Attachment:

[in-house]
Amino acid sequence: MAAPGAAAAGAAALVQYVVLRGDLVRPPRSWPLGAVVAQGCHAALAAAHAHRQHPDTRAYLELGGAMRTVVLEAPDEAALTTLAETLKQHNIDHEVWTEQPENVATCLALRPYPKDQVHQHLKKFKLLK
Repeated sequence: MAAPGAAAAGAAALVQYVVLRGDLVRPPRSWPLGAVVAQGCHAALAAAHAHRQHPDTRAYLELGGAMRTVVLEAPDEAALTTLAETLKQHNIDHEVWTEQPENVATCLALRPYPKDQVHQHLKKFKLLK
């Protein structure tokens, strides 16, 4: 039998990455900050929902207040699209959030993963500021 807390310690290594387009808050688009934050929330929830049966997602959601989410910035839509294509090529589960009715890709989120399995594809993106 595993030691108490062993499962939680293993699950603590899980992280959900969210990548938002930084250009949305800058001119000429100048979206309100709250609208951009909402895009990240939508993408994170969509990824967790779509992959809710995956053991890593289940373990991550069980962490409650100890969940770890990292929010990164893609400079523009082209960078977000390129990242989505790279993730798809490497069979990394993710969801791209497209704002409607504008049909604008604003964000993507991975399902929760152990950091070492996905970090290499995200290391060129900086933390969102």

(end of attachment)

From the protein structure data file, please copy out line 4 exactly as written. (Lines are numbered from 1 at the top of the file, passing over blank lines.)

């Protein structure tokens, strides 16, 4: 039998990455900050929902207040699209959030993963500021 807390310690290594387009808050688009934050929330929830049966997602959601989410910035839509294509090529589960009715890709989120399995594809993106 595993030691108490062993499962939680293993699950603590899980992280959900969210990548938002930084250009949305800058001119000429100048979206309100709250609208951009909402895009990240939508993408994170969509990824967790779509992959809710995956053991890593289940373990991550069980962490409650100890969940770890990292929010990164893609400079523009082209960078977000390129990242989505790279993730798809490497069979990394993710969801791209497209704002409607504008049909604008604003964000993507991975399902929760152990950091070492996905970090290499995200290391060129900086933390969102």